ArtsAutosBooksBusinessEducationEntertainmentFamilyFashionFoodGamesGenderHealthHolidaysHomeHubPagesPersonal FinancePetsPoliticsReligionSportsTechnologyTravel

Photographing Mimes

Updated on November 9, 2015
LuisEGonzalez profile image

I enjoy photography and have been doing so professionally and independently for over 30 years.


I remember that as a child the sight of some one with a ghost white face and who refused to talk, really scared me. It made me feel uncomfortable. Until recently I did not realize that there is actually a scientific name given to the fear of mimes. "Metamfiezomaiophobia is more specifically related to mimes. But it is also a term used in a more generic way to describe the phobia in which fear of people in masks of any kind is prevalent."

Just in case you are not familiar with the term or what these artistic engage in , here is some more information:

"A mime artist... is someone who uses mime as a theatrical medium or as a performance art involving miming, or the acting out a story through body motions, without use of speech. In earlier times, in English, such a performer would typically be referred to as a mummer. Miming is to be distinguished from silent comedy, in which the artist is a seamless character in a film or sketch" Wikipedia

Mimes are creative artists who sometimes seem to defy the laws of gravity or at least the laws of common sense. I have never until recently paid attention to doing a photography project that centered around mimes.

Yet if you attend shows, many circus events, parades and other venues you are bound to see some. This project is concerned with capturing images that record mimes of many styles and genders and poses.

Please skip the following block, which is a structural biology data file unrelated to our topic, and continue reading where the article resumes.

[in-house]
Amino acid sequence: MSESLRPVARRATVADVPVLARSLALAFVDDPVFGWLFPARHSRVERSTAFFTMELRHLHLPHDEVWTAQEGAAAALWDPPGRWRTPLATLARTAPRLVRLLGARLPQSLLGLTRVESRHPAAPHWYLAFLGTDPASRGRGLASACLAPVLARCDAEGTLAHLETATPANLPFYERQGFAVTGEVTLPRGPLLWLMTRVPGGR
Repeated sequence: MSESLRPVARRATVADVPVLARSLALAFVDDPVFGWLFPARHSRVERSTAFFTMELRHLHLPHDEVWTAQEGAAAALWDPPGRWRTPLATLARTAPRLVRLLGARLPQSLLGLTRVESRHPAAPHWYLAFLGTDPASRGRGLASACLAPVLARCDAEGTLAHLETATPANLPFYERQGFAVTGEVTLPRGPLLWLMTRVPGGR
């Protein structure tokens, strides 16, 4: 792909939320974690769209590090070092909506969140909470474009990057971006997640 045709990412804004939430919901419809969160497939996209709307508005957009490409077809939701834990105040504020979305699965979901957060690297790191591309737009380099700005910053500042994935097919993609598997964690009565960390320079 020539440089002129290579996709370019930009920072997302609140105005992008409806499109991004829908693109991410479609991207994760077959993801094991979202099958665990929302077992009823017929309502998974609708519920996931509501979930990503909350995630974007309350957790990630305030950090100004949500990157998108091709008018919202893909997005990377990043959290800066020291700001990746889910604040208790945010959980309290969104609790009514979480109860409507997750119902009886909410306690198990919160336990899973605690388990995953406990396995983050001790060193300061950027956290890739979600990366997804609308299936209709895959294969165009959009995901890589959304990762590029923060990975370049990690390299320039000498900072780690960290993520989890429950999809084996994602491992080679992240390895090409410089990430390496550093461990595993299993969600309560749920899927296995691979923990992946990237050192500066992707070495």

For the project to be successful it should focus on trying to create scenes that are creative and innovative. You may just as well hire some models and seek the assistance of a makeup artist to help you create mime designs that although seem to fit the widely "accepted" look of mimes, have enough variations and different nuances that makes them not fit the mold as well as those that stay true to the "original" mime look.

Keep in mind that your audience must be able to tell that the photographs they are looking at are of mimes, if they can not, then the project has not fulfilled its intentions.

Among your schemes should be single mimes, groups, female, males, children. Among the poses or make up themes should the standard ones, sexy ones, comical and even dramatic. Shots should include close ups, face shots, full body and performance scenes.

The project is very open for creativity so it is worth it to experiment with various set ups. angles, perspectives, in color and monochromes.

Don't be afraid to utilize digital techniques to manipulate some images as well and to add digital backgrounds. If you are handy with a computer and have access to a good digital editing program, this can really take your photographs to new heights. | Source
Attribution 2.0 Generic (CC BY 2.0
Attribution 2.0 Generic (CC BY 2.0 | Source

How to be a Mime

© 2013 Luis E Gonzalez


    0 of 8192 characters used
    Post Comment

    • LuisEGonzalez profile image

      Luis E Gonzalez 4 years ago from Miami, Florida

      teaches12345: Thank you

    • teaches12345 profile image

      Dianna Mendez 4 years ago

      I am fascinated by mimes and would love the opportunity to photograph some in action. Thanks for the advice.